Well here goes, this is the stuff I know about with regards to this extraordinary news story about ‘breastfeeding not being bestfeeding‘. Snooooooort. I work in the media and have a gazillion friends in academia, and viewed from this perspective this story is rather fascinating.
1. Newspapers are having a tough time at the moment. Like, super-tough. It’s all these big-mouthed bloggers spouting off for free, they’re killing the industry, the bastards. ;-D
Soooo, you have a print media that is making people redundant left, right and centre and is utterly desperate for a headline.
2. With all of these lay-offs, there is unfortunately a good chance that yer old-fashioned highly-qualified Science Correspondent is gone, replaced by a pleasant enough daftie who has the numbers of a few favourite boffins in their mobile phone, does most of their journalistic work by ringaround and gets most of their stories from press releases.
3. Universities are having a tough time at the moment. Like, super-tough. It’s all these budget cuts, they’re killing our institutes.
Sooooo, you have academics whose jobs (mortgages, families and yes, goddammit, their passion for their chosen field) utterly rely on getting funding from somewhere, anywhere… this is awkward because it lays them open to claims that their conclusions are polluted by their backers. But what to do?
4. Also, ethically pristine or otherwise, they know that the bigger stink they cause more press attention they get, the better placed their employer, the university, is to attract further monies. The uni Press Officer knows this too.
Does anyone think that point 1 might have influenced newspapers to make a story about some academics saying ‘hmm you know maybe we should look into this 6 month thing again?’ into a BREAST NOT BEST feeding frenzy? Or that factor 2 might render the journalists incapable of producing copy that Ben Goldacre couldn’t tear apart with his two pinkie fingers?
More to the point, does anyone think that factors 1 and 2, 3 and 4 might have influenced the writers of this small, speculative review about the best age to introduce solids into a babies diet to instead title it: “Six months of exclusive breast feeding: how good is the evidence?” What with breastfeeding being the loaded gun to the head of most of your newspaper-reading classes nowadays?
Certainly one of the people who wrote the paper said on BBC Radio today “We’re not naive, we knew this would set the cat among the pigeons.” Ya think? That’ll be music to the UCL press officer’s ears. And yet the final paras of their BMJ piece only say what we already know.
“At one extreme, it has been suggested that there is insufficient scientific evidence for any lower age for weaning and that “infants should be weaned on demand, which is what most infants and their parents actually do in practice.” It can be argued that, from a biological perspective, the point when breast milk ceases to be an adequate sole source of nutrition would not be expected to be fixed, but to vary according to the infant’s size, activity, growth rate, and sex, and the quality and volume of the breast milk supply. Signalling of hunger by the infant is probably an evolved mechanism that individualises timing of weaning for a mother-infant pair.” Sounds like BLW to me.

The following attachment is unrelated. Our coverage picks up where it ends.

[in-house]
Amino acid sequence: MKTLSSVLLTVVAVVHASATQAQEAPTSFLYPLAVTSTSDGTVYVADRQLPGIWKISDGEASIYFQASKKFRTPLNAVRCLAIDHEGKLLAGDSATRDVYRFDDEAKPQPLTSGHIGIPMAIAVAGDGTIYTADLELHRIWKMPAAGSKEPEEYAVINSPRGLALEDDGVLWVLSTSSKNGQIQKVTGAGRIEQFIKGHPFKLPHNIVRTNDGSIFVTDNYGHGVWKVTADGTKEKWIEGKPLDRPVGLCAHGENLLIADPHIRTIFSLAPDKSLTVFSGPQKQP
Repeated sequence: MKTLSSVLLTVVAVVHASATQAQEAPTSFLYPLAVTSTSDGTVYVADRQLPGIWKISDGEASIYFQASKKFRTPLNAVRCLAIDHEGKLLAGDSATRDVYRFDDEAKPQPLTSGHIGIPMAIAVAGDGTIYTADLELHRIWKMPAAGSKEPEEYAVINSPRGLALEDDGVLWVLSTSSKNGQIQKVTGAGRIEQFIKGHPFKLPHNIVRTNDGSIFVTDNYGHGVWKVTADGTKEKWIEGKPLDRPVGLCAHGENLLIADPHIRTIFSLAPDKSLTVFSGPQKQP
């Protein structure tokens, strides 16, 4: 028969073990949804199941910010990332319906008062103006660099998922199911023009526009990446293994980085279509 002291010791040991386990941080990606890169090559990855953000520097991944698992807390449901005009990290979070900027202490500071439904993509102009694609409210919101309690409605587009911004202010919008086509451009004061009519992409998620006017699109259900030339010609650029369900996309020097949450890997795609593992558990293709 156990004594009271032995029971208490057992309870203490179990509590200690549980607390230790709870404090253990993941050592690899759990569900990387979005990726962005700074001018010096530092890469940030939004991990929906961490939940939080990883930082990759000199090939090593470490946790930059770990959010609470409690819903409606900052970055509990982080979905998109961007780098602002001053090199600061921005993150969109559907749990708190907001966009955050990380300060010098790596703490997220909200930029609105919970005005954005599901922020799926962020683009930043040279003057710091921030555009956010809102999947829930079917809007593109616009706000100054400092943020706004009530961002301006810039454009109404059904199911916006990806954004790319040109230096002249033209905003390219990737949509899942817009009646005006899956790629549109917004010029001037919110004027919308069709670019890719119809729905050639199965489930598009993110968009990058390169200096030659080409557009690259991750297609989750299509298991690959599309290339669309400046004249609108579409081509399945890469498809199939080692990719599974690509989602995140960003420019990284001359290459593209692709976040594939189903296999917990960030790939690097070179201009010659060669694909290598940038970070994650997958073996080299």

It goes on. “However, others would adopt a more cautious approach, based on data suggesting that the introduction of solid foods before 3 to 4 months may be associated with increased fatness and wheeze later in childhood, with an increased risk of allergy, and with higher rates of coeliac disease and type 1 diabetes in infants at risk.
“Recently, after a detailed review commissioned by the European Commission, the European Food Safety Authority’s panel on dietetic products, nutrition, and allergies concluded that for infants across the EU, complementary foods may be introduced safely between four to six months, and six months of exclusive breast feeding may not always provide sufficient nutrition for optimal growth and development.” (That last line is a bit woolly, don’t you think? Surely what someone needs to do is look at whether the kids who are reaching out for food earlier than 6 months are the same ones who need a bit more than breast milk? If so, no problemo.)
Regarding the media coverage, it’s All Very Silly. The allergy stuff is hooey, as the report says that only 1% of Brits BF exclusively anyway, the bitter tastes stuff is hooey as BM changes flavour while formula doesn’t and anyway WE KNOW it’s rot because we feed our children spinach (at least until they get a bit older and decide it’s the devil incarnate in vegetable form, as they are perfectly entitled to do. But then I am nearly forty and not particularly fussed for bitter food either.)
All these academics are talking about is the time to introduce other foods, whatever the newspapers and the press officers are saying, and if they reckon that it’s something that someone might need to take another peek at, who am I to quibble?
And if things do change, it might have some bearing on Baby Led Weaning, which would be great, thanks. For my thoughts on this (lord, what an ego) do please press that hyperlink. <points>